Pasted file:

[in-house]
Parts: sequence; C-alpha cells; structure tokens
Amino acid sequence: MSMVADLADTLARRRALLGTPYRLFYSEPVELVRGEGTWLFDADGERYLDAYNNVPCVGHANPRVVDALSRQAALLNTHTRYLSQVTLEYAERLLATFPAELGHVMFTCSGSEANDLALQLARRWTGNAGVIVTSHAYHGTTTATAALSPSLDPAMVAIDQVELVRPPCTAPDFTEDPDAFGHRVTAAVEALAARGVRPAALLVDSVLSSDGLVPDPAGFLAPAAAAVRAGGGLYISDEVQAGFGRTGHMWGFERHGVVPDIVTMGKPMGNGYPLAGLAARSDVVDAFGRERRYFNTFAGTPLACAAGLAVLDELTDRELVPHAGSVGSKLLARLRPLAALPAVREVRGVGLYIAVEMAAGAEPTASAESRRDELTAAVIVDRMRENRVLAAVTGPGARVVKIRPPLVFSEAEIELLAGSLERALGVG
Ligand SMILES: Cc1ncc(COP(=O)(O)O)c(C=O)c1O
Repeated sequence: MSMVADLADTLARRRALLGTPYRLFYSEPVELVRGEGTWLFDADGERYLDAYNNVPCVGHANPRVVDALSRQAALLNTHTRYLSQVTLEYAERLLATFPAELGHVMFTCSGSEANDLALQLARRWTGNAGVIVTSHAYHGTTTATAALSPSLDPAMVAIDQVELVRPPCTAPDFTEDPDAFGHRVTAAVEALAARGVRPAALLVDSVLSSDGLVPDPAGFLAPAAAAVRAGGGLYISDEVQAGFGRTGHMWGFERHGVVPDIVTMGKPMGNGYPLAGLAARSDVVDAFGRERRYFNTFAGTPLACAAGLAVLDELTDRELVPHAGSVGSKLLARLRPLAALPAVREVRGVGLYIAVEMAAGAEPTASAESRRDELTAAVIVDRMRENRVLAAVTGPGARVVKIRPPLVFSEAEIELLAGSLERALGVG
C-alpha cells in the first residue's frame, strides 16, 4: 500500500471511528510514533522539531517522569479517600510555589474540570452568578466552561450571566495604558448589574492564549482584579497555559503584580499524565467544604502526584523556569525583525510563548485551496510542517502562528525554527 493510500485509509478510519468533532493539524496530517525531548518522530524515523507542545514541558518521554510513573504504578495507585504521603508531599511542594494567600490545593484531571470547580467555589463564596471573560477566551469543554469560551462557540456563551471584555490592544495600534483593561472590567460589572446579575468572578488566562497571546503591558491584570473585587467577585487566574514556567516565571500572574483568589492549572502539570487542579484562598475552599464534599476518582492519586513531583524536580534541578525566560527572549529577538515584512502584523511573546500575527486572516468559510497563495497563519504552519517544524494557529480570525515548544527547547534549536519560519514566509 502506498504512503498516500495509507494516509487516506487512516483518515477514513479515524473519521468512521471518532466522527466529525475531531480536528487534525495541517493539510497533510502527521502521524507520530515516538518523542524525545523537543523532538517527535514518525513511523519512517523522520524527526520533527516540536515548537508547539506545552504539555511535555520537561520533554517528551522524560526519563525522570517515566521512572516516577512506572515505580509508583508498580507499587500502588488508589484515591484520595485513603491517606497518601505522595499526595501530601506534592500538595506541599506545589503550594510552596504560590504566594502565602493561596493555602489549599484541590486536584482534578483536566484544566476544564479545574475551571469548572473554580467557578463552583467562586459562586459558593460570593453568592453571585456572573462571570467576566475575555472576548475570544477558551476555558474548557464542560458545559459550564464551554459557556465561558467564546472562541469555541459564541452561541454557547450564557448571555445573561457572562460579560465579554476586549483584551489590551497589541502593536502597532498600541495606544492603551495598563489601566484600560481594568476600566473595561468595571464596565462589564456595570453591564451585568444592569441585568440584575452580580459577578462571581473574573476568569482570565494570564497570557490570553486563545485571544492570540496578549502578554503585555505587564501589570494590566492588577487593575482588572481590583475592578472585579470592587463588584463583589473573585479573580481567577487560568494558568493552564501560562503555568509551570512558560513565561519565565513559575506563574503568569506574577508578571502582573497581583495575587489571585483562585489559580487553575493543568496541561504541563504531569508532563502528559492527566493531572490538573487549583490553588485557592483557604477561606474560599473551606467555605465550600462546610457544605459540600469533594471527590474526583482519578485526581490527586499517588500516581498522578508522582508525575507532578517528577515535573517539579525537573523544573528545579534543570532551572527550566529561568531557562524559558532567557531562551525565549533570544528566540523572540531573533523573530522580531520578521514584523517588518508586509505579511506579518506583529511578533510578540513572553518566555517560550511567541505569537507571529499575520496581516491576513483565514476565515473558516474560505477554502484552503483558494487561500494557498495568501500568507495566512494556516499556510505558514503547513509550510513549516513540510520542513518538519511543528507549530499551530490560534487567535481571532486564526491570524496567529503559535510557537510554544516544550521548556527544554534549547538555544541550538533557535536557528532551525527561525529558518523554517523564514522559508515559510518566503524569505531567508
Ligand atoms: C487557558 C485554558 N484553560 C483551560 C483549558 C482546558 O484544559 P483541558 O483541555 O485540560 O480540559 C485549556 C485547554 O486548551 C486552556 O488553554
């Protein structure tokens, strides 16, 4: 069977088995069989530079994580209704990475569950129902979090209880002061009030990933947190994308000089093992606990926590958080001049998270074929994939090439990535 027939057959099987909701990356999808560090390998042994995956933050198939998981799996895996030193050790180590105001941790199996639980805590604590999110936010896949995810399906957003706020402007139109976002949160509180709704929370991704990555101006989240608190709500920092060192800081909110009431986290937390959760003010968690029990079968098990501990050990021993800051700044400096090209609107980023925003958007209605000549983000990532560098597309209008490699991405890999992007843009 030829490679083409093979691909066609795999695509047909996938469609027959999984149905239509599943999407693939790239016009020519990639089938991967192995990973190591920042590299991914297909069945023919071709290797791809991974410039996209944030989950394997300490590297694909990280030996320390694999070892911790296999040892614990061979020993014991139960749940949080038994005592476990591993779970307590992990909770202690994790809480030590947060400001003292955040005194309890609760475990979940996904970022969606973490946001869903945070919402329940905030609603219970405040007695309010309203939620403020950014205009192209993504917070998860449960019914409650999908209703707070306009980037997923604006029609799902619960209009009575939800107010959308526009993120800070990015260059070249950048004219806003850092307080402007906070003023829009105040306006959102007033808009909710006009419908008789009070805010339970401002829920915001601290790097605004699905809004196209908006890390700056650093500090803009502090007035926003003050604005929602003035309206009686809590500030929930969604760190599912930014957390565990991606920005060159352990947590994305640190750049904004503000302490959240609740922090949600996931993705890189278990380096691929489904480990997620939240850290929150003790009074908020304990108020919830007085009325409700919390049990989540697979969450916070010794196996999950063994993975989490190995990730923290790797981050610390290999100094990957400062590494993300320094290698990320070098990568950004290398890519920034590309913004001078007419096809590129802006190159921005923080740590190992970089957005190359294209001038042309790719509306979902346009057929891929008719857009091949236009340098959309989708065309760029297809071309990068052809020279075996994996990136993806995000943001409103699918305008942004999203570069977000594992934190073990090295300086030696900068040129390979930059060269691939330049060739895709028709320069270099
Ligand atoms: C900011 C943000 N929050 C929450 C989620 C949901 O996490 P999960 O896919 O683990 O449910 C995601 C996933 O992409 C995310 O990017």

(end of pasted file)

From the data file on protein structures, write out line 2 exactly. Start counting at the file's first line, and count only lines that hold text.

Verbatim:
Parts: sequence; C-alpha cells; structure tokens